Six months ago, a leading autism researcher declared to USA Today that autism brain science “has moved stunningly fast” over the past year or two with scientists racing to prove through functional magnetic resonancing imaging or fMRI that autism is caused by a miswiring in the brain.
“We’ve fundamentally moved around a corner where we will move much faster now,” Kevin Pelphrey, an associate professor of child psychiatry at the Yale School of Medicine’s Child Study Center, said in the upbeat article, with the tantalizing promise of new treatments to fix brain wiring.
Pelphrey, who has an autistic son, doesn’t seem so optimistic now. In an opinion piece he co-authored this week in the journal Nature, he called into question the reliability of the fMRI images on which the theory is based.
Those images in previous research studies suggested that distant regions of the autistic brain don’t communicate effectively with each other—as they do in the brains of those who don’t have autism. This could explain why autistic individuals often don’t know how to read emotional cues or express deep feelings for friends or loved ones.
“This ‘connectivity hypothesis’ claims that the social and cognitive abnormalities in people with autism can be explained by a dearth of connections between distant regions of the brain,” wrote Pelphrey and MIT graduate student Ben Deen in Nature.
But recent studies have found that when people who don’t have autism move their head while undergoing fMRI, the connectivity patterns that result resemble patterns seen in the brains of those with autism.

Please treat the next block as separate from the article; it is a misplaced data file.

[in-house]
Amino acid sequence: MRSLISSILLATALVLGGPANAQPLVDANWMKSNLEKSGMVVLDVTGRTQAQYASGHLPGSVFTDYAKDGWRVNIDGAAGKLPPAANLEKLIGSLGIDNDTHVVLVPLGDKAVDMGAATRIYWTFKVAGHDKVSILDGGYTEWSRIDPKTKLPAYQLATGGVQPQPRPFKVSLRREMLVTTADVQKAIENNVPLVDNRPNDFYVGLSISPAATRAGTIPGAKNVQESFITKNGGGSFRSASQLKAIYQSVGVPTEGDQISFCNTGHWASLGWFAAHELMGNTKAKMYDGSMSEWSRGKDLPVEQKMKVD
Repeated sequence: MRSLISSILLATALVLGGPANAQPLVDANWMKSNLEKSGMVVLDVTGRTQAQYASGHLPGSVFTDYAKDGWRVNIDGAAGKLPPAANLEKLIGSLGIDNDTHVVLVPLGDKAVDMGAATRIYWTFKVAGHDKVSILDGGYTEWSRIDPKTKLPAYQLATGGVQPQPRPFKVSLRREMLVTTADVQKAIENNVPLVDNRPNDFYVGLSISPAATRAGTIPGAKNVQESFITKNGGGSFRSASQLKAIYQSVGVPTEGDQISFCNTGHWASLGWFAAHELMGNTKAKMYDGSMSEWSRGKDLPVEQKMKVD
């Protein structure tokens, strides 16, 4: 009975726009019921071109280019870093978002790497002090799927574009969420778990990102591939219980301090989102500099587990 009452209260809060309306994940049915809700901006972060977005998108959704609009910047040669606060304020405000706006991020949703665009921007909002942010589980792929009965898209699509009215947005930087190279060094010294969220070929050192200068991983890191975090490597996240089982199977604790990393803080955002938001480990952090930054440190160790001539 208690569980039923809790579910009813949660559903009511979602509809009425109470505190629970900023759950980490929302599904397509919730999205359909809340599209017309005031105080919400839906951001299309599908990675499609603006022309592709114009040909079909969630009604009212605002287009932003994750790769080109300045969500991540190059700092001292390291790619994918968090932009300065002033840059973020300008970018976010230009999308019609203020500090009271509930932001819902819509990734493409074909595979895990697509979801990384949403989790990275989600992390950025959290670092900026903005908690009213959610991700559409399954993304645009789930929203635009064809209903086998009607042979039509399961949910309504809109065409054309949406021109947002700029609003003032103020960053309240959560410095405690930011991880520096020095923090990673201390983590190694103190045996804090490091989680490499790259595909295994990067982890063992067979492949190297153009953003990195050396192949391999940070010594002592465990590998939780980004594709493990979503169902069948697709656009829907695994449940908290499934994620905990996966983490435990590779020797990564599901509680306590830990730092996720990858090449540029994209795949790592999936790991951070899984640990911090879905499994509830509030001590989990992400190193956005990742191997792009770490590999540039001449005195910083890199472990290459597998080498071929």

“That’s a sobering discovery,” Pelphrey and Deen wrote. “It means that a major source of evidence for a leading hypothesis on autism, and one that several research teams have pursued for years, may arise from an artefact.”
The two proposed several solutions for minimizing this bias such as “scrubbing” the images to remove periods of high motion during the scans or to determine, on average, how much the head moves in each study participant over the course of a scan and to take that into account when computing measurements.
Software tools are available that would allow for this motion to be taken into account and a reanalysis of the data. “Revisiting fMRI studies with these approaches,” the authors concluded, “would help establish whether there really is a connectivity deficit in the brains of people with autism.”Deborah Kotz can be reached at email@example.com. Follow her on Twitter @debkotz2.